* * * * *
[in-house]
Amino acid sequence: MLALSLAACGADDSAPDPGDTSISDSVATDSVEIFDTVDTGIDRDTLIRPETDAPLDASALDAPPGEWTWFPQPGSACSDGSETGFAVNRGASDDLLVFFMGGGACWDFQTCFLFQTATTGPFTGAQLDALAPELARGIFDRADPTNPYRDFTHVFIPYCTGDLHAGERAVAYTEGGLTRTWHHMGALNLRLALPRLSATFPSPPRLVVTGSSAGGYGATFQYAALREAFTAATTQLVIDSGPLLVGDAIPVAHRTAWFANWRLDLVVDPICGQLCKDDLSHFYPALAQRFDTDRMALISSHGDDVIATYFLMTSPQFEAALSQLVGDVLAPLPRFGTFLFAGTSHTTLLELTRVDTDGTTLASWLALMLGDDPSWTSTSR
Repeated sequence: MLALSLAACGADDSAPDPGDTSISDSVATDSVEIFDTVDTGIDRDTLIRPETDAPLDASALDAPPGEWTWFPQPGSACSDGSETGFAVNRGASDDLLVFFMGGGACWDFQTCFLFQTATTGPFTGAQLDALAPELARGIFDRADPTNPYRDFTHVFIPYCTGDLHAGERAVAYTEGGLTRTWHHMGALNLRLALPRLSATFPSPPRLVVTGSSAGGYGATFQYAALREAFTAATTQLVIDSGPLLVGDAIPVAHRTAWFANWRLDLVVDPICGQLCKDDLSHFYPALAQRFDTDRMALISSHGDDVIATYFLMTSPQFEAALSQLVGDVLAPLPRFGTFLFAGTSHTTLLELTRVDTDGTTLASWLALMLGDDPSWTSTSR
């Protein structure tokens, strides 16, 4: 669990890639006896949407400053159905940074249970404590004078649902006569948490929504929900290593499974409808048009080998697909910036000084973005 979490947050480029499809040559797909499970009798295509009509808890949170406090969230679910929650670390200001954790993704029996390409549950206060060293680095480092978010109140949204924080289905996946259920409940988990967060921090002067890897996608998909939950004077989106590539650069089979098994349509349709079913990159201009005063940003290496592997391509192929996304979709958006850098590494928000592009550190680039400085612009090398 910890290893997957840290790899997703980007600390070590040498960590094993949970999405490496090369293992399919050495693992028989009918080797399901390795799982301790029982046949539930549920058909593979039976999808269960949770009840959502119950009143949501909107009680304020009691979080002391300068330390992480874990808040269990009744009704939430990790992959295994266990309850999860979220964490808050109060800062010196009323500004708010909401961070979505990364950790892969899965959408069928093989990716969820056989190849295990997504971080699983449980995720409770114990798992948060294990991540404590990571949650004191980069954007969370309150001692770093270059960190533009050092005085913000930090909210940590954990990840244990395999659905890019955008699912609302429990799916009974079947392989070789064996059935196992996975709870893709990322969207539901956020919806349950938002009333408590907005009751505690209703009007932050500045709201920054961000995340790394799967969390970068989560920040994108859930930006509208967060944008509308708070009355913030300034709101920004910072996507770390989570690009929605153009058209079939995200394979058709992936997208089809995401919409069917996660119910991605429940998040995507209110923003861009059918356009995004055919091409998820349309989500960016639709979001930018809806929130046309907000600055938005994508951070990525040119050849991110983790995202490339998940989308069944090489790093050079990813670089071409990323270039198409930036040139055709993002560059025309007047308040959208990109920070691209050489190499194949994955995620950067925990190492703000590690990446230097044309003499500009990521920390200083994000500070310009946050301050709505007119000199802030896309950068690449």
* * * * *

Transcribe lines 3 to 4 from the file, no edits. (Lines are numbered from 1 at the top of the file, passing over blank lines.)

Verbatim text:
Repeated sequence: MLALSLAACGADDSAPDPGDTSISDSVATDSVEIFDTVDTGIDRDTLIRPETDAPLDASALDAPPGEWTWFPQPGSACSDGSETGFAVNRGASDDLLVFFMGGGACWDFQTCFLFQTATTGPFTGAQLDALAPELARGIFDRADPTNPYRDFTHVFIPYCTGDLHAGERAVAYTEGGLTRTWHHMGALNLRLALPRLSATFPSPPRLVVTGSSAGGYGATFQYAALREAFTAATTQLVIDSGPLLVGDAIPVAHRTAWFANWRLDLVVDPICGQLCKDDLSHFYPALAQRFDTDRMALISSHGDDVIATYFLMTSPQFEAALSQLVGDVLAPLPRFGTFLFAGTSHTTLLELTRVDTDGTTLASWLALMLGDDPSWTSTSR
């Protein structure tokens, strides 16, 4: 669990890639006896949407400053159905940074249970404590004078649902006569948490929504929900290593499974409808048009080998697909910036000084973005 979490947050480029499809040559797909499970009798295509009509808890949170406090969230679910929650670390200001954790993704029996390409549950206060060293680095480092978010109140949204924080289905996946259920409940988990967060921090002067890897996608998909939950004077989106590539650069089979098994349509349709079913990159201009005063940003290496592997391509192929996304979709958006850098590494928000592009550190680039400085612009090398 910890290893997957840290790899997703980007600390070590040498960590094993949970999405490496090369293992399919050495693992028989009918080797399901390795799982301790029982046949539930549920058909593979039976999808269960949770009840959502119950009143949501909107009680304020009691979080002391300068330390992480874990808040269990009744009704939430990790992959295994266990309850999860979220964490808050109060800062010196009323500004708010909401961070979505990364950790892969899965959408069928093989990716969820056989190849295990997504971080699983449980995720409770114990798992948060294990991540404590990571949650004191980069954007969370309150001692770093270059960190533009050092005085913000930090909210940590954990990840244990395999659905890019955008699912609302429990799916009974079947392989070789064996059935196992996975709870893709990322969207539901956020919806349950938002009333408590907005009751505690209703009007932050500045709201920054961000995340790394799967969390970068989560920040994108859930930006509208967060944008509308708070009355913030300034709101920004910072996507770390989570690009929605153009058209079939995200394979058709992936997208089809995401919409069917996660119910991605429940998040995507209110923003861009059918356009995004055919091409998820349309989500960016639709979001930018809806929130046309907000600055938005994508951070990525040119050849991110983790995202490339998940989308069944090489790093050079990813670089071409990323270039198409930036040139055709993002560059025309007047308040959208990109920070691209050489190499194949994955995620950067925990190492703000590690990446230097044309003499500009990521920390200083994000500070310009946050301050709505007119000199802030896309950068690449």